If you do a quick web search about the benefits of interning, the results are overwhelming. While an internship is a commitment of time and energy, the industry experience is well worth it. An interior design internship at HPAD, Dallas, is an opportunity for design students to apply their knowledge in the real world. It’s also a great industry networking position and a chance to learn from senior designers.
Kayla Pinard answers a few questions about what it’s like to be an interior design intern at HPAD, Dallas.
KP: Hi there! I’m Kayla Pinard and have been lucky enough to intern with HPAD this past summer and now during December/January. I am finishing up school at Oklahoma State in May and couldn’t be more excited. I have had such a great time at HPAD and have learned so much thanks to all the people here.
Why interior design?
KP: People ask me all the time why I have chosen interior design as my career path. Even as a kid I have always been interested in mixing or matching patterns and colors to see what works best with what etc. I grew up watching my grandfather construct and build houses from start to finish. He would also refurbish antique furniture such as chairs, tables, etc. He is so talented and creative with what he does which is where I believe a lot of my passion for design comes from.
Why did you choose an interior design internship with HPA Design Group?
KP: I researched a variety of firms in Dallas along with firms out of state to keep options open- in case I wasn’t offered the position here. I was interested in HPAD specifically because the size of the company wasn’t too overwhelming, the variety of locations, and because of the specializing in multifamily, mixed use and hospitality/resort design, high/midrise, student/senior living, etc. I feel like designers are able to express themselves more freely with this type of design in my opinion.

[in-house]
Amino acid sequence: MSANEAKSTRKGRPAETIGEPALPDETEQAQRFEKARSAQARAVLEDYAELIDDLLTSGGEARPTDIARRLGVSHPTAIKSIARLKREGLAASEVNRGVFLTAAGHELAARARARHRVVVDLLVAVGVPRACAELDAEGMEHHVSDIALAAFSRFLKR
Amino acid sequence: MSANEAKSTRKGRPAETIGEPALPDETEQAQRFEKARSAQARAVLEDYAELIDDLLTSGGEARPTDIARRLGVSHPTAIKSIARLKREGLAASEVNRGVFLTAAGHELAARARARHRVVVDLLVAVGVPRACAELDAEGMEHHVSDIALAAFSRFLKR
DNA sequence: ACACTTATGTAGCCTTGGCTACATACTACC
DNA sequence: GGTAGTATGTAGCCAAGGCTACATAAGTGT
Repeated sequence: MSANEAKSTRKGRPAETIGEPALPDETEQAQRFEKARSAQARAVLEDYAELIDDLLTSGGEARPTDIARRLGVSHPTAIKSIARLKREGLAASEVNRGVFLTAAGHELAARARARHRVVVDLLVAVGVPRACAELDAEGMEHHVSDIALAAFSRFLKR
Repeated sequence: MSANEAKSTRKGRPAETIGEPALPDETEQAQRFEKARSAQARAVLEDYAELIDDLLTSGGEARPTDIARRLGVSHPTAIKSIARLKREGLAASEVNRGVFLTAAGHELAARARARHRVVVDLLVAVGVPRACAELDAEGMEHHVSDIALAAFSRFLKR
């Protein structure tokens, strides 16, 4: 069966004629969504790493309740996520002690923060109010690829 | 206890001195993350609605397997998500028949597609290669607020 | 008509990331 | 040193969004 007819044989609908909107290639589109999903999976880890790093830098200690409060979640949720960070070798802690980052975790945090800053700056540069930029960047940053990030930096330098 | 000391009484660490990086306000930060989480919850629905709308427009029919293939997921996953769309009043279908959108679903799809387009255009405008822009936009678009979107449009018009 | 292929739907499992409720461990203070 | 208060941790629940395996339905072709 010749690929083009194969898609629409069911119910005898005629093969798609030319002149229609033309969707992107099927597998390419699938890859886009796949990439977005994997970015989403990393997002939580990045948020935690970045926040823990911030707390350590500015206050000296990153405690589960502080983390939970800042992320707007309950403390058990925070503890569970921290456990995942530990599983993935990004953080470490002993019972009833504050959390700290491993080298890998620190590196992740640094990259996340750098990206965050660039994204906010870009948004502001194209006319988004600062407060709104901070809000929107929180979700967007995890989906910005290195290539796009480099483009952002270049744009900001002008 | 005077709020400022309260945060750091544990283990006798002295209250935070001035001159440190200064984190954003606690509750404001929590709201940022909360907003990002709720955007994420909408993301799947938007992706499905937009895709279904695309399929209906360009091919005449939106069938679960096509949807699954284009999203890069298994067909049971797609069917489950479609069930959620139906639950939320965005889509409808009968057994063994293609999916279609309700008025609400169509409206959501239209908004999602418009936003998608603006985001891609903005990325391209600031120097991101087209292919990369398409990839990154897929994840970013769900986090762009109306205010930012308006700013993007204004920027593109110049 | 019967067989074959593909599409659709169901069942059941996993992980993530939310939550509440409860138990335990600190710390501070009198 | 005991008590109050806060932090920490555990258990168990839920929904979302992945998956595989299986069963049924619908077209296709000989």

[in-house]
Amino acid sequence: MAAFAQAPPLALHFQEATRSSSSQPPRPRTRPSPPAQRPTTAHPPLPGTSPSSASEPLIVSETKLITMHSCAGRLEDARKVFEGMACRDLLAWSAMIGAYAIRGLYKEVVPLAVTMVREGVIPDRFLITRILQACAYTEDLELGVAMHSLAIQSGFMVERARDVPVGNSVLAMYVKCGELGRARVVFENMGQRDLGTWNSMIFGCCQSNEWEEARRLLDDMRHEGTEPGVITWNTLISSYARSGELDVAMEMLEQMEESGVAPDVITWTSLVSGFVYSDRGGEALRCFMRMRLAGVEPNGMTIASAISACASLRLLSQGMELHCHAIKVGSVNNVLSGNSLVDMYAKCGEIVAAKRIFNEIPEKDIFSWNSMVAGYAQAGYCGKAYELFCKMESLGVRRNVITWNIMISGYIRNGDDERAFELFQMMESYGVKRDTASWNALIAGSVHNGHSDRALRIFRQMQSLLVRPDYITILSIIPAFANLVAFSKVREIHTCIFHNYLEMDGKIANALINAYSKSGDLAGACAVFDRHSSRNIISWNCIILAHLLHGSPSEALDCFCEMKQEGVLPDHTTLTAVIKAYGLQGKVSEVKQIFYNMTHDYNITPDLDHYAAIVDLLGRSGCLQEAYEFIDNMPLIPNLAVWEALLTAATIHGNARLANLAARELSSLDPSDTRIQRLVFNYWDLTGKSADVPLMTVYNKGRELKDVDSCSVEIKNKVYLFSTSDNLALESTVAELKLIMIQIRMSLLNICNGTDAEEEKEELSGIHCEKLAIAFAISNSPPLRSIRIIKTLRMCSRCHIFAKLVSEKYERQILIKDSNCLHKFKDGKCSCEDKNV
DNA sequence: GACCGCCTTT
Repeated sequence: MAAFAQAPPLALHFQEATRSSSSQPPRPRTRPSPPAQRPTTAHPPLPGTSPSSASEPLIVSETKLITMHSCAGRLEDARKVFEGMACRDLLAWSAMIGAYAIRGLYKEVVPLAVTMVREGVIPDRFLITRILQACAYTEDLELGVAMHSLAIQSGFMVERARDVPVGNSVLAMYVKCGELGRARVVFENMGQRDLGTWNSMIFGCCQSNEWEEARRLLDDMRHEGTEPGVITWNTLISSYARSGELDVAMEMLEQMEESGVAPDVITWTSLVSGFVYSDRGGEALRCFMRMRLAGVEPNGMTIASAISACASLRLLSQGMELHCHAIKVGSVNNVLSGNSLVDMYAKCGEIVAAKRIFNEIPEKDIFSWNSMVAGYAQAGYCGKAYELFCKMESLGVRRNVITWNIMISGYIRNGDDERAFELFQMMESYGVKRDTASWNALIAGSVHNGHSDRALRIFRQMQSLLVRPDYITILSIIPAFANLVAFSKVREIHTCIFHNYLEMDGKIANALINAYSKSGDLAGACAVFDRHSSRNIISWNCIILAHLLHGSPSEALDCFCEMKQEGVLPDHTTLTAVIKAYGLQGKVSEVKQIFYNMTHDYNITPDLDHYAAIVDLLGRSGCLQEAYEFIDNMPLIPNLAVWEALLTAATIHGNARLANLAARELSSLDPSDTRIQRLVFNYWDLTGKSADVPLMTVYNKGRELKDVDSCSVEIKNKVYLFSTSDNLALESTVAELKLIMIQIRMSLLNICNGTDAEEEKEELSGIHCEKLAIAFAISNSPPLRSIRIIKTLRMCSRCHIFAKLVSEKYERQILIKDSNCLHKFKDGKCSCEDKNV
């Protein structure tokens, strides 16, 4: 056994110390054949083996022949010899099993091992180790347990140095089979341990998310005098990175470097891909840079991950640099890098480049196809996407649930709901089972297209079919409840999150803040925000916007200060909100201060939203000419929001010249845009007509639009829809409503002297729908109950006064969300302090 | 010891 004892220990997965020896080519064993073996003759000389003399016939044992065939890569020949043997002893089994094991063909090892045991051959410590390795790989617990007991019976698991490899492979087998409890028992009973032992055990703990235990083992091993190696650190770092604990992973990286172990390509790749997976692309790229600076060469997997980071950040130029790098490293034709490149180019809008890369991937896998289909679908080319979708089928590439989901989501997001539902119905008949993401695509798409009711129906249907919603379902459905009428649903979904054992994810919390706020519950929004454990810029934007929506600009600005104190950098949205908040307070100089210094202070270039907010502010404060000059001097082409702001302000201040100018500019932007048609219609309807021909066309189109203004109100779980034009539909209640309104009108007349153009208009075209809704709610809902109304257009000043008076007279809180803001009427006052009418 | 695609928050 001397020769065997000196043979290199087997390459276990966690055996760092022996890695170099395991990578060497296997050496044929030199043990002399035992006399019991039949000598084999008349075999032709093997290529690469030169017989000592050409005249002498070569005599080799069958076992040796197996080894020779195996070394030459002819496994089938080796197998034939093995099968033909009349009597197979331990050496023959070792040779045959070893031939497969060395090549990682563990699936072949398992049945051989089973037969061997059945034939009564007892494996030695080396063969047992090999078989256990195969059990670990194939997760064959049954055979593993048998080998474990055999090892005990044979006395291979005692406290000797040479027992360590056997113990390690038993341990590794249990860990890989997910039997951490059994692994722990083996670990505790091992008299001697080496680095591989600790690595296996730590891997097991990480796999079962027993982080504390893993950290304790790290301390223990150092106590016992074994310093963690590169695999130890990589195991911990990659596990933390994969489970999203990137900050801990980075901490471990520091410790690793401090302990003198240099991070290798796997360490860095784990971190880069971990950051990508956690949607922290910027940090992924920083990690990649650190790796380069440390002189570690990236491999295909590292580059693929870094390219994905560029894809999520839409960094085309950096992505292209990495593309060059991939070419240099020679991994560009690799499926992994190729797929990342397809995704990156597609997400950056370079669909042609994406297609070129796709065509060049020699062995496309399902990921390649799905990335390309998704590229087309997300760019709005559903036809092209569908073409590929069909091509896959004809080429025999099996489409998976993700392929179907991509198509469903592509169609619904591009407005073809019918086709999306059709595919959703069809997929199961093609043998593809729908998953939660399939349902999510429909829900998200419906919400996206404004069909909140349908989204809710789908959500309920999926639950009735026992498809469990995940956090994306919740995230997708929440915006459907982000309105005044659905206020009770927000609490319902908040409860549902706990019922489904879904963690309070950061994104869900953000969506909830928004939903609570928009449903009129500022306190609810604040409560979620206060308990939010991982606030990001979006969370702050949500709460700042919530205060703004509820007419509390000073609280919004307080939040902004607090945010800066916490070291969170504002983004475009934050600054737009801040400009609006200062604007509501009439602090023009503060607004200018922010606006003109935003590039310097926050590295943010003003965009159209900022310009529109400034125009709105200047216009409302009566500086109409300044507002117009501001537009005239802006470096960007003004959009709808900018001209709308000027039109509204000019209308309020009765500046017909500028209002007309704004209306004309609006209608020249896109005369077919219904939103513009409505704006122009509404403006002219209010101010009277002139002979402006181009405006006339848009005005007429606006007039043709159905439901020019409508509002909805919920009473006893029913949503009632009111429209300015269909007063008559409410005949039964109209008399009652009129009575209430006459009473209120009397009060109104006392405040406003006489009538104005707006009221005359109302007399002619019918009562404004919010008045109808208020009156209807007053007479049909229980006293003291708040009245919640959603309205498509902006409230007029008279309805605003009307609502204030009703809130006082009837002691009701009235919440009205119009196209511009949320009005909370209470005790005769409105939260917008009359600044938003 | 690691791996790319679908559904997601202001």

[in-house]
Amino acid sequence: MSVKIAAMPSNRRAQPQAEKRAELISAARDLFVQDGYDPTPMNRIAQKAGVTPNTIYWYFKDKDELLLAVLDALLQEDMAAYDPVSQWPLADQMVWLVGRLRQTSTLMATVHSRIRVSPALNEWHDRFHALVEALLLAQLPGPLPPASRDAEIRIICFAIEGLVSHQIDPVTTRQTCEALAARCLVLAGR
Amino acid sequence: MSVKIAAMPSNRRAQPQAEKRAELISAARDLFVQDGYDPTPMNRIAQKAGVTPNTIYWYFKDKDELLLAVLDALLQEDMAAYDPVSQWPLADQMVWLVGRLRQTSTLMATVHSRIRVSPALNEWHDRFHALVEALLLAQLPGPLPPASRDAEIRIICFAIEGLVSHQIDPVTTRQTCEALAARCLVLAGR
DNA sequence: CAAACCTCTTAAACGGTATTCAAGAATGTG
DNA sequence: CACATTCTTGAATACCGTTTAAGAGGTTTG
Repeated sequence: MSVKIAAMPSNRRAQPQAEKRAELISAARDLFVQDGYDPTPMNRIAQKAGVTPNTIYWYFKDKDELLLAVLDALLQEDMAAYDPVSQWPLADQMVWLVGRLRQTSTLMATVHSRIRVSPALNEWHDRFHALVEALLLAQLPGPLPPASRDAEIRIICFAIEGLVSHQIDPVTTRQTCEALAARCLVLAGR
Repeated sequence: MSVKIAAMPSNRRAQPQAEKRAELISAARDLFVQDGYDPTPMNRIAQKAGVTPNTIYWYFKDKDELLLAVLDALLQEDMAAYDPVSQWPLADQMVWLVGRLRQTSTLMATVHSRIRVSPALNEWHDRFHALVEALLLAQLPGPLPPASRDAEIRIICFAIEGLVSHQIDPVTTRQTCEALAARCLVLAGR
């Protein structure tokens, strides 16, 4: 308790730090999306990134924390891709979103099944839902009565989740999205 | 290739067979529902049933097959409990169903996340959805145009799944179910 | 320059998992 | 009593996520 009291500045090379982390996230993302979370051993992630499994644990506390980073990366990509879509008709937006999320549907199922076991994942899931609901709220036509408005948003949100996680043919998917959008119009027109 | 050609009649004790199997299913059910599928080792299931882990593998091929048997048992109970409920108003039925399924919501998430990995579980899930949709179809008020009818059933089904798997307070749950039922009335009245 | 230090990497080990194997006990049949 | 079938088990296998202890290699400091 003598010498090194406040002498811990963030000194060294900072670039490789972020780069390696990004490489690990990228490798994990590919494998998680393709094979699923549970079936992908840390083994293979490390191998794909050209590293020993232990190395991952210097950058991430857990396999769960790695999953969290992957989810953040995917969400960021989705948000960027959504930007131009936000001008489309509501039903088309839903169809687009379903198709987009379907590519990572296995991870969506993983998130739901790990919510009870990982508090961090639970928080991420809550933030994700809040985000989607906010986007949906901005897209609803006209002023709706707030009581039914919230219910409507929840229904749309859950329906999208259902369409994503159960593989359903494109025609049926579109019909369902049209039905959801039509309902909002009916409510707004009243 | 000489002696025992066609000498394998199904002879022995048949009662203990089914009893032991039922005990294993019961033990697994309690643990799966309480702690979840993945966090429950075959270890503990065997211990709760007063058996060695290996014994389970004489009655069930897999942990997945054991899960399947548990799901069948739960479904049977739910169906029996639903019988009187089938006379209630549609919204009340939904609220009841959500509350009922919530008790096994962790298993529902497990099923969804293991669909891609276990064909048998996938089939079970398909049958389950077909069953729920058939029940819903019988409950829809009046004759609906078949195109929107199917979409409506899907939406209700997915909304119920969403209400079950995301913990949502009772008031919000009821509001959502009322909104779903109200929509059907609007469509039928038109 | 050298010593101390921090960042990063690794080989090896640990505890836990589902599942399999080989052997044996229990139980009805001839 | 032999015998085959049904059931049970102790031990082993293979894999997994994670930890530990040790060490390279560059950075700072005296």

What things you have learned while interning at HPAD?
KP: I think that requiring an internship to graduate is so beneficial. I have learned so much from my internship than I did in school. Yes, I learned the basics and whatnot in school but you are exposed to so much more when there are real clients, budget sheets, coworkers and deadlines. I feel like I have become better at communication, time management, and hopefully a better interior designer. Being around designers that have work experience is also helpful because they share their ideas/opinions and what they’ve failed at or exceeded at.
Has your outlook changed since interning at HPAD?
KP: I was always anxious during school when working on projects wondering if I’ll survive in the ‘real world’. Now that I have experienced the real world for a few months, I’m more excited to be done with school and start doing what I appreciate. I truly enjoy interior design to where it doesn’t feel like work (I hope that mentality lasts).
What wisdom can you share with students considering an interior design internship?
KP: Ask as many questions as possible. Work on as many tasks as they allow – no task is pointless. Connect with as many people as possible, not in a fake way but truly get to know them. You never know who you will run into later on in life.